Going Off Grid: Rails as Platform by Evan Weaver

Evan, you seem cool: sorry you are my second choice. I had planned on going to the talk on REST, but needed coffee and a couple of other essentials. When I got to the REST talk, all the seats were full and spaces to stand at the wall were rapidly disappearing. Since I was already leaning towards just diving into REST anyway, I turned around and dropped into Going Off Grid.

So Evan works on the ‘bio’ project at the University of Delaware. They “emerge high order properties from raw sequence data.” He also writes all his slides in lowercase.

The actual calculations happen on ‘biowolf,’ a 128 Linux node supercomputer. They send jobs to the cluster using a REST-ful record server using yaml. So that’s cool. Maybe they should have used Merb?

They use Django as the admin interface.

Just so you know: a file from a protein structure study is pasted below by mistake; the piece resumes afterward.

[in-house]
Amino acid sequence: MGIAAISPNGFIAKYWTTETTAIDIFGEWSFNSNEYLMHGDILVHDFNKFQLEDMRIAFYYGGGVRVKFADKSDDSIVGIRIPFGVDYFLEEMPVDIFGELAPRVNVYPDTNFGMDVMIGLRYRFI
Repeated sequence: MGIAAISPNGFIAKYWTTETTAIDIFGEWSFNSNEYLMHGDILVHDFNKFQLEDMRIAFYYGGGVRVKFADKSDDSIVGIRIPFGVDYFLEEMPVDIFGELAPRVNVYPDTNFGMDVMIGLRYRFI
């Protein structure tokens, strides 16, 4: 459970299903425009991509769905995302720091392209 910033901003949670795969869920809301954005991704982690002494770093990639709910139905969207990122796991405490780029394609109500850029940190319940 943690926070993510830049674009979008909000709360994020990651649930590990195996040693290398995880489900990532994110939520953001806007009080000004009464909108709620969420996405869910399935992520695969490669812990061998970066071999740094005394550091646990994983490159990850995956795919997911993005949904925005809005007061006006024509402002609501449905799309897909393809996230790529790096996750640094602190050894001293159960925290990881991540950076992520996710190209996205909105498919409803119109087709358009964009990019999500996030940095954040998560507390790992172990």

Evan contributed an extenstions to Rails from this project: the has_many_polymorphs plugin. He learned some unpleasant things about ActiveRecord, mainly that the AR code is nasty:
– massive case statements
– SQL strings all over the place
– tightly-coupled classes

Evan says that the project had big integration issues. I can’t help but think that some of those issues were self-imposed.

Now he works at c|net. Their Rails app handles 2 million users/month, and this caused scaling issues. So they junked AR and use a hyper-denormalized model. The essentialy use the database as a hash. They use memcached “like most large Rails apps (Flickr, livejournal).” Really? It’s probably true — I’m just not clued-in.

When do you need a DB? When you really can’t predict what you might want to know. Most of the time, web apps know what the need….

Leave a Reply

You must be logged in to post a comment.